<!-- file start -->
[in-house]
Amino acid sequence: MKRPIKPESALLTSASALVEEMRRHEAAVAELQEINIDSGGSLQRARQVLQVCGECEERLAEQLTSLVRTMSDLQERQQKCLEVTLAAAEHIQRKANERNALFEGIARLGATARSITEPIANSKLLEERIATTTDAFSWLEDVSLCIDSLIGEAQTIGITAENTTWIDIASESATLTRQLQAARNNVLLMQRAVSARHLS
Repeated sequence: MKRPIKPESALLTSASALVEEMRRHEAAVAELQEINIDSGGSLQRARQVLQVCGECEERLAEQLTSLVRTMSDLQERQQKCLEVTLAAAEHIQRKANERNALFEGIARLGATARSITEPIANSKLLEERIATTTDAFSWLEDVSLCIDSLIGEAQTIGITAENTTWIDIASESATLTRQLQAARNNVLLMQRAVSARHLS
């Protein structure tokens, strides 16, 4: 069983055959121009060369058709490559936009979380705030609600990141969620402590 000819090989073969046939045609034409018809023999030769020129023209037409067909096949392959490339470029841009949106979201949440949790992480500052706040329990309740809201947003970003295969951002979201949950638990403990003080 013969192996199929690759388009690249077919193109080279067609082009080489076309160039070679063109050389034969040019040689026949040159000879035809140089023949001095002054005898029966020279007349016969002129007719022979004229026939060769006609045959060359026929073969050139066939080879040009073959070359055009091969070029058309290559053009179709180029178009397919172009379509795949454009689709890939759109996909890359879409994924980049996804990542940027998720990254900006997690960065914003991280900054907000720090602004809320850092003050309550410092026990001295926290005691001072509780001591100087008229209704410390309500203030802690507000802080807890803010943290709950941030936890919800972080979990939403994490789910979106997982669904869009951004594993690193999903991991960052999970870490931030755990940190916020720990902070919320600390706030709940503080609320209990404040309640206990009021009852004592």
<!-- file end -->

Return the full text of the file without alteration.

[in-house]
Amino acid sequence: MKRPIKPESALLTSASALVEEMRRHEAAVAELQEINIDSGGSLQRARQVLQVCGECEERLAEQLTSLVRTMSDLQERQQKCLEVTLAAAEHIQRKANERNALFEGIARLGATARSITEPIANSKLLEERIATTTDAFSWLEDVSLCIDSLIGEAQTIGITAENTTWIDIASESATLTRQLQAARNNVLLMQRAVSARHLS
Repeated sequence: MKRPIKPESALLTSASALVEEMRRHEAAVAELQEINIDSGGSLQRARQVLQVCGECEERLAEQLTSLVRTMSDLQERQQKCLEVTLAAAEHIQRKANERNALFEGIARLGATARSITEPIANSKLLEERIATTTDAFSWLEDVSLCIDSLIGEAQTIGITAENTTWIDIASESATLTRQLQAARNNVLLMQRAVSARHLS
């Protein structure tokens, strides 16, 4: 069983055959121009060369058709490559936009979380705030609600990141969620402590 000819090989073969046939045609034409018809023999030769020129023209037409067909096949392959490339470029841009949106979201949440949790992480500052706040329990309740809201947003970003295969951002979201949950638990403990003080 013969192996199929690759388009690249077919193109080279067609082009080489076309160039070679063109050389034969040019040689026949040159000879035809140089023949001095002054005898029966020279007349016969002129007719022979004229026939060769006609045959060359026929073969050139066939080879040009073959070359055009091969070029058309290559053009179709180029178009397919172009379509795949454009689709890939759109996909890359879409994924980049996804990542940027998720990254900006997690960065914003991280900054907000720090602004809320850092003050309550410092026990001295926290005691001072509780001591100087008229209704410390309500203030802690507000802080807890803010943290709950941030936890919800972080979990939403994490789910979106997982669904869009951004594993690193999903991991960052999970870490931030755990940190916020720990902070919320600390706030709940503080609320209990404040309640206990009021009852004592």